Roe Overturned: Now What?
On June 24, the Supreme Court handed down their 6-3 decision on Dobbs vs. Planned Parenthood overturning the 1973 ruling on Roe v. Wade establishing a federal right to abortion across all 50 states. What does this mean for our nation now?
Abortion, while being a very straightforward moral issue (the intentional killing of an innocent human life is a grave evil) is a complex social issue and a hot-button political issue. It is also often framed as a religious issue.
It is no secret that the Catholic Church teaches (and has taught since the first century) that abortion is a grave moral evil. All human beings, no matter their age, size, race, gender or social status, are creatures made in God’s image with innate dignity, deserving of love and respect, including the fundamental right to life. Five of the six Supreme Court justices who voted to overturn Roe are Catholic. Scandalously, some of the most prominent pro-abortion politicians in our country are also Catholic, including our current president and Speaker of the House. In the weeks since the draft decision suggesting the court was prepared to overturn Roe was leaked, there have been multiple acts of vandalism committed against Catholic Churches across the USA, and the lives of the Supreme Court justices have been threatened. We can expect this to continue. But it is important to remember that abortion is not just a Catholic issue. It is a human issue.
At the annual March for Life that takes place in Washington, DC, every January on the anniversary of Roe v. Wade, Catholics march alongside Protestants, members of non-Christian faiths, and atheists who all understand and value the right to life for all people, including the unborn. It is important now that members of the Catholic Church continue to work alongside people of all faiths and backgrounds to continue to build a culture of life. This will require people on all sides to think rationally and act charitably.
To do this we need to discuss facts and not talking points. This will require us to think critically and cut through the political jargon. For example, I’ve heard many reporters say that the Supreme Court “has overturned the constitutional right to an abortion.” This is misleading. The Supreme Court cannot overturn the constitution. It is more accurate to say that the Supreme Court has recognized that the constitution does not guarantee the right to an abortion, as was erroneously claimed in Roe v. Wade. (Read the constitution yourself).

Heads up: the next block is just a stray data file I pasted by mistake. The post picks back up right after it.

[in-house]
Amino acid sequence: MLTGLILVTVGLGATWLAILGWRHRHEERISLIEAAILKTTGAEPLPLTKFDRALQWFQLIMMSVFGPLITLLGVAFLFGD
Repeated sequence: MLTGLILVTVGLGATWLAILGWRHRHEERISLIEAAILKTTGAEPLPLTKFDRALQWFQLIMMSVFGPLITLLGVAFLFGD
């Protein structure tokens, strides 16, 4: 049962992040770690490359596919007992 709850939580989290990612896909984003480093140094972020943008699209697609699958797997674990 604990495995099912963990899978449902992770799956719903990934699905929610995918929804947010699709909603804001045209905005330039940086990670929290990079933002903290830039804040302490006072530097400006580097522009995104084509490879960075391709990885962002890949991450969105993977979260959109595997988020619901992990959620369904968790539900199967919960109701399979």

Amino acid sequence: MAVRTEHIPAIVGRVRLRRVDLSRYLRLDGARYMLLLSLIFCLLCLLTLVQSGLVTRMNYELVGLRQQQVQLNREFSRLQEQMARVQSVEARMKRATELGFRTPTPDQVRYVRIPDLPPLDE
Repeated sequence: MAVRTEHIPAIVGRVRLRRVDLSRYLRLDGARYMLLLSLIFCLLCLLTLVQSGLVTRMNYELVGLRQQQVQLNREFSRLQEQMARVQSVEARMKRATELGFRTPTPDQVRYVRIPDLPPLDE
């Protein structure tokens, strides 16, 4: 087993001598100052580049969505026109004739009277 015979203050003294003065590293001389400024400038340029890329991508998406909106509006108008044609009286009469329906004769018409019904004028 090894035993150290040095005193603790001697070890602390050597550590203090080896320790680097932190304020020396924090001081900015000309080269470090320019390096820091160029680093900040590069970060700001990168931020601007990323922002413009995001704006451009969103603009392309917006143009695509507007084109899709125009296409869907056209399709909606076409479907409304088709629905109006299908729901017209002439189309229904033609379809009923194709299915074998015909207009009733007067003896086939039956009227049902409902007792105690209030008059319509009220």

I’ve also heard several commentators remark that it is unprecedented for the Supreme Court to overturn prior court rulings, and that doing so is dangerous and disruptive to society. In fact, the Supreme Court has overturned prior court decisions many times over its history (at least 233 times according to information on Congress.gov), and that’s a good thing. We want a court that is able to reverse itself when prior decisions are wrong. One of the most famous examples of the Supreme Court reversing a former ruling is the 1954 Brown v. Board of Education decision declaring that previous court rulings upholding racial segregation in fact violated the 14th amendment. The Supreme Court is not infallible and it needs to be able to correct course when prior rulings have been unjust.
I have likewise heard it claimed that the Dobbs decision will open the door to ban contraception, same-sex marriage, or will lead to criminal prosecutions of women who suffer miscarriages. This is all fear-mongering rhetoric. This Supreme Court decision does none of these things.